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Kidney cancer

Kidney cancer


Early detection and diagnosis

Kidney cancer is defined by an abnormal cell growth of cells in the kidneys. The most common type of kidney cancer is renal cell carcinoma (RCC) where one or more tumours grows in one or both kidneys1. Most RCC are of the subtype clear cell renal cell carcinoma characterized by cells which look very pale or clear. There are other types of kidney cancers such as transitional cell carcinoma, Wilms tumors and renal sarcomas1.

Signs and Symptoms2

Common signs and symptoms indicating kidney cancer are:

  • Blood in the urine
  • Low back pain on one side, which is not caused by injury
  • A mass on the side or the back
  • Fatigue (tiredness)
  • Loss of appetite
  • Weight loss
  • Fever which is not a result of an infection and does not go away
  • Anemia

Early detection and diagnosis

Sometimes kidney cancer can be detected early and at other times not. That’s because these cancers can sometimes grow large without causing pain or other problems. Since kidneys are deep inside our bodies, small kidney tumors cannot be seen or felt during a physical exam.

Finding blood in the urine can be an indication of early kidney cancer but it can also be an indication of other conditions such as urinary tract infections, bladder cancer and kidney stones. Some patients with kidney cancer do not show blood in their urine until the cancer has already spread.

Tests such as computed tomography (CT) and magnetic resonance imaging (MRI) scans can detect small kidney cancers but they are expensive. A less expensive test that can detect some early kidney cancers is ultrasound. It is important for people with inherited conditions such as Hippel-Lindau disease or with a family history of cancer to get regular imaging screening tests to look for kidney cancer. Patients undergoing dialysis for a long term or those who have had radiation administered to their kidney in the past should undergo periodic imaging tests to detect kidney cancer3.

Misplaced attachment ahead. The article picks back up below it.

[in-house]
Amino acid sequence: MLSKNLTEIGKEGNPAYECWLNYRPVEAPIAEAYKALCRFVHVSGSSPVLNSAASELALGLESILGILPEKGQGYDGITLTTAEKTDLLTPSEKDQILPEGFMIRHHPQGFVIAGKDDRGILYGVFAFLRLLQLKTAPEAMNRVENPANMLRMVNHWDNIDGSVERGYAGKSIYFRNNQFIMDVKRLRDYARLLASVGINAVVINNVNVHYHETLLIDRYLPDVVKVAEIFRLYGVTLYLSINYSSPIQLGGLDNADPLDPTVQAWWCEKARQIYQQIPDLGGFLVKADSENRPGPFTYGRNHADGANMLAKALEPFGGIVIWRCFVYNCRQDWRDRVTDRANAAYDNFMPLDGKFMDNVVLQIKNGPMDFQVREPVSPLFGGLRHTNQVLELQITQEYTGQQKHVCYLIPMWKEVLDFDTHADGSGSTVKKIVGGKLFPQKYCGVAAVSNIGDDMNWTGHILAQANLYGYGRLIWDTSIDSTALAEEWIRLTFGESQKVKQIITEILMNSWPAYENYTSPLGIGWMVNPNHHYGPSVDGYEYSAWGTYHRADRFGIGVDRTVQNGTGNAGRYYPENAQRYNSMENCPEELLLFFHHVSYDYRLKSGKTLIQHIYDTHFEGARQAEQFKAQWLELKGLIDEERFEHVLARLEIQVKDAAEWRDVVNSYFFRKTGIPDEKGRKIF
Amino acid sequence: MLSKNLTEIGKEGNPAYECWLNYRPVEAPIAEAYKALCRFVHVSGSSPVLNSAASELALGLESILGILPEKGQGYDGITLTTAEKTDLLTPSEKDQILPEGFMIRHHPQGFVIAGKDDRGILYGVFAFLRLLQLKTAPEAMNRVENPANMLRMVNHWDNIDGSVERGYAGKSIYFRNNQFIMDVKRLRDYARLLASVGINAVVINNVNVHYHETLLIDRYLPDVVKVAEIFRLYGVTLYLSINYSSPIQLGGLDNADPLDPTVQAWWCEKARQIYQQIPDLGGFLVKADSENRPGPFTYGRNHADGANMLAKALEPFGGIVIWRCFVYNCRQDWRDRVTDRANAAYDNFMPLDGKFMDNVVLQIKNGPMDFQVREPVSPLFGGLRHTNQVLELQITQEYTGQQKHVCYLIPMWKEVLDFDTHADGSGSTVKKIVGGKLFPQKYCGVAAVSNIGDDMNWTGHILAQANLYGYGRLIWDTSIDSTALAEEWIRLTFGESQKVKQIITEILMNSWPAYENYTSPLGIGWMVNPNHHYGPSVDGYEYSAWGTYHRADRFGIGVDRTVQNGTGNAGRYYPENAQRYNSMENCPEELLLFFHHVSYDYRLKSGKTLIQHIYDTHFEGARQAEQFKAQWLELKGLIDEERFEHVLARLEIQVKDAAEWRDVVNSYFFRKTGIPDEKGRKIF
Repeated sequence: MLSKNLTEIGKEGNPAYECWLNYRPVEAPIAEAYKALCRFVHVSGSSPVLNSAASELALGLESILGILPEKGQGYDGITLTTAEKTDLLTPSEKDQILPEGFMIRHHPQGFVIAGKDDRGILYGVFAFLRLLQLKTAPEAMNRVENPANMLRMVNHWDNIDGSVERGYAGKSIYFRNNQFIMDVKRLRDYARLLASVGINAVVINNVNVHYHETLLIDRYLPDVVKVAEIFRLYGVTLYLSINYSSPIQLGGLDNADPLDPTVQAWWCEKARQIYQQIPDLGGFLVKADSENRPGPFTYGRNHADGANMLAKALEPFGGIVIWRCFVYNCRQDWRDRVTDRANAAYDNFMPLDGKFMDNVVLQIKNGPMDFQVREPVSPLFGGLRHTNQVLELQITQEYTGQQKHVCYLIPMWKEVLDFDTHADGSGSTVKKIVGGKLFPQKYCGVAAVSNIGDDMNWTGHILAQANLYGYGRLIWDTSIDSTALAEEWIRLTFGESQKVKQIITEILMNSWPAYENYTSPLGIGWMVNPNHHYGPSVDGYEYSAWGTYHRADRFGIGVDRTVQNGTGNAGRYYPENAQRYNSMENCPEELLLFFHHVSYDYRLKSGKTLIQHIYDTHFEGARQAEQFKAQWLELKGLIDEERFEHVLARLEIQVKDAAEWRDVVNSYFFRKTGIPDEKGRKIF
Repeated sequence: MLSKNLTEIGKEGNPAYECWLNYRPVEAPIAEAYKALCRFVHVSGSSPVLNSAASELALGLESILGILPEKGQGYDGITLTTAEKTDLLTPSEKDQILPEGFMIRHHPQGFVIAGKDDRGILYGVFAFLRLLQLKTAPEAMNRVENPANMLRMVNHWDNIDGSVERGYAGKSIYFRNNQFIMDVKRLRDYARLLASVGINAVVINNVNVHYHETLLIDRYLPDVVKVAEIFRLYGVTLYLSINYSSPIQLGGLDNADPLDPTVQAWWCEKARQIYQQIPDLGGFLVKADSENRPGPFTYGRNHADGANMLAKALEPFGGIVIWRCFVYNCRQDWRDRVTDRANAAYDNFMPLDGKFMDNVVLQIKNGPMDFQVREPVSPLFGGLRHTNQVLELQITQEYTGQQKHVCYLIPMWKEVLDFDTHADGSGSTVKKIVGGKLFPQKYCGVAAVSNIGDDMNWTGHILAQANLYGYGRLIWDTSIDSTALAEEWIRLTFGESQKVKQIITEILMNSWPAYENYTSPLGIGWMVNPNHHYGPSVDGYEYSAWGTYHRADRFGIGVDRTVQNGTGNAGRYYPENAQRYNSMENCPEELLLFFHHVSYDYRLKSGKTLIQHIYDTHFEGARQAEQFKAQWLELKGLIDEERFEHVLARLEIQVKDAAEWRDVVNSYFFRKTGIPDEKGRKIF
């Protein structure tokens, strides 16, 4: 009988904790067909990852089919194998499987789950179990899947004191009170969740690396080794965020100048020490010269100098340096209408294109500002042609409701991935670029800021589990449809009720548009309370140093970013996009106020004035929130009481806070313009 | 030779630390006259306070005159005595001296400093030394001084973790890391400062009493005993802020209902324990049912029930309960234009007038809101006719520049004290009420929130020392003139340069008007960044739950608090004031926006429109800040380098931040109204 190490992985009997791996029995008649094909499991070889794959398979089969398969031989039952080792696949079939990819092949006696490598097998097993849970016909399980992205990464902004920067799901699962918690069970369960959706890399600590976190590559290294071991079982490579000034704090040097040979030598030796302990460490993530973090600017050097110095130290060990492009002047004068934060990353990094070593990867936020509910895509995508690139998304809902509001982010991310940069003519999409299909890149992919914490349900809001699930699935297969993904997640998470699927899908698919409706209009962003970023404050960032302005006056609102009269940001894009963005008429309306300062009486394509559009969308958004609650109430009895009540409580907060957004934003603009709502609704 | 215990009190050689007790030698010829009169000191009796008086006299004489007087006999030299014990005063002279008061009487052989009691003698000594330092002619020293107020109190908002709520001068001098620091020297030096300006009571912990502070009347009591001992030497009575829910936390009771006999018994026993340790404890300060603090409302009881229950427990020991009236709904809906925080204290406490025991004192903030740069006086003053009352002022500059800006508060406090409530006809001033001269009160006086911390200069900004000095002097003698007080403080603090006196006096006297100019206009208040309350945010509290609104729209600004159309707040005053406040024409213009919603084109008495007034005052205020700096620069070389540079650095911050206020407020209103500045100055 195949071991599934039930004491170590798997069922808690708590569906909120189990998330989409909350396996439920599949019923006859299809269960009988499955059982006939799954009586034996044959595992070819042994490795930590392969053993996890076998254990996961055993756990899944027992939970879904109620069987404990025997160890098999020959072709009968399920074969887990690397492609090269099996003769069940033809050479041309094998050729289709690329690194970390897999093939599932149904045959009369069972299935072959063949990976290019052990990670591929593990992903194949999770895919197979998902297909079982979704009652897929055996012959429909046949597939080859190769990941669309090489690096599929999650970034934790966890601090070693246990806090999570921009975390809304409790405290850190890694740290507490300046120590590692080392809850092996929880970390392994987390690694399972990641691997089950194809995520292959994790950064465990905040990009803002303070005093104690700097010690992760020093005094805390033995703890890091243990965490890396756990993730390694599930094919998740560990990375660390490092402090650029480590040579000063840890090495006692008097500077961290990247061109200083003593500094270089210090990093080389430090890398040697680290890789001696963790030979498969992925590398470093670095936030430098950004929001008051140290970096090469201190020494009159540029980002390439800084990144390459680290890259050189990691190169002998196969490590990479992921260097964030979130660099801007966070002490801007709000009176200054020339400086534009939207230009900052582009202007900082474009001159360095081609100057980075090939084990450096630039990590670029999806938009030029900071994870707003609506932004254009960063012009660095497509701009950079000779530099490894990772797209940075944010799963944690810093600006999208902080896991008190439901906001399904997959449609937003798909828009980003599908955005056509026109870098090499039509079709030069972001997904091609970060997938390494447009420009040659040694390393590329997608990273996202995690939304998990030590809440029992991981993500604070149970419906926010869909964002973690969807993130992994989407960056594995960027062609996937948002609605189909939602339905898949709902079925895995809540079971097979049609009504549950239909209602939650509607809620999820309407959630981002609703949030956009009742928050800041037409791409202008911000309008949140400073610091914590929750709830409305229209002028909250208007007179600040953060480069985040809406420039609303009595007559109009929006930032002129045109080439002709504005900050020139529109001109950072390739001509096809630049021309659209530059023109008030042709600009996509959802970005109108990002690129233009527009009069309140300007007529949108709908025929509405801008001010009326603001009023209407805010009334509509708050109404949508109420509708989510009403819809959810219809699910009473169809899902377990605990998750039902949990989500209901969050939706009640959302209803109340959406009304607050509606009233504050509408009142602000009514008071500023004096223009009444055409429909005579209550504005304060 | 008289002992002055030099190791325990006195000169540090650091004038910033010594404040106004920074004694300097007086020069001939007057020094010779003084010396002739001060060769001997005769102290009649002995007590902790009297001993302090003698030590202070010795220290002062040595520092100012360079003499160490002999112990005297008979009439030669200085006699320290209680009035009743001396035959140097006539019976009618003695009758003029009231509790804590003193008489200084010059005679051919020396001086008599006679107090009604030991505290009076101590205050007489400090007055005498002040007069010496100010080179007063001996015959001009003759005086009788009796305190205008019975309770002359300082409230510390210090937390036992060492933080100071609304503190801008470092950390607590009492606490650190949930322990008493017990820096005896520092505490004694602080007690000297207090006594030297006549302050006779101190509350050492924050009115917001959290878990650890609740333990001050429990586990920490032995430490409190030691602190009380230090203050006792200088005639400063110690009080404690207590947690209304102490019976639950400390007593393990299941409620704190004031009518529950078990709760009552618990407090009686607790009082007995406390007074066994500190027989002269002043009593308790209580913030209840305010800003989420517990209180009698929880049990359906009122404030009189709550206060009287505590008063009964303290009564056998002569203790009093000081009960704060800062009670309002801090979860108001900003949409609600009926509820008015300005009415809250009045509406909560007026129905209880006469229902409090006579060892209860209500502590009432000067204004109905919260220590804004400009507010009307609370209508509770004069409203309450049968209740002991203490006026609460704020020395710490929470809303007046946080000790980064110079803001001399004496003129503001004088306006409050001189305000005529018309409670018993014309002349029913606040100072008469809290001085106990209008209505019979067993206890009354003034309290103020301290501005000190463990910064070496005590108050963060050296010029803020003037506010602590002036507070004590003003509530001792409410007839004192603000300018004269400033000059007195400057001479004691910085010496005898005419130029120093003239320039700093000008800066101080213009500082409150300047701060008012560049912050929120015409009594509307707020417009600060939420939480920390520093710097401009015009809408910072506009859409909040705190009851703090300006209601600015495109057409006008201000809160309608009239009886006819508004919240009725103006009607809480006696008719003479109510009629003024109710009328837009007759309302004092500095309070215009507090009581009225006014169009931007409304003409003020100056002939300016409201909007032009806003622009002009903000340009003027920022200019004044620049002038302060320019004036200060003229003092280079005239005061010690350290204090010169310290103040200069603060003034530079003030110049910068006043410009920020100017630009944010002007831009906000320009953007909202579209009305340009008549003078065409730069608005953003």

Stages of Kidney Cancer

Cancer is staged and treated depending on how far it has spread. Stages range from I to IV, (I represents less spread while IV represents spread to other parts of the body). Staging also takes into account how far the tumour has spread into nearby areas, lymph nodes and distant sites4.

Each person’s cancer journey is unique and their signs and symptoms may differ but cancers with similar stages generally have a similar outlook and treatment. Hence certain questions should be raised and information should be gathered about the diagnosis and treatment.

Questions related to kidney cancer

If diagnosed with cancer, you should find answers to the following questions5:

  • What type of kidney cancer do I have and what stage I am in?
  • What is the location of cancer? Is it spreading?
  • How will the treatment be decided? And how long will it be?
  • Will I need to consult another medical professional?


  1. What Is Kidney Cancer?
  2. Kidney cancer signs and symptoms
  3. American Cancer Society. 2020. Can Kidney Cancer Be Found Early?
  4. American Cancer Society. 2020. Kidney Cancer Stages
  5. American Cancer Society. 2020. Questions to Ask About Kidney Cancer

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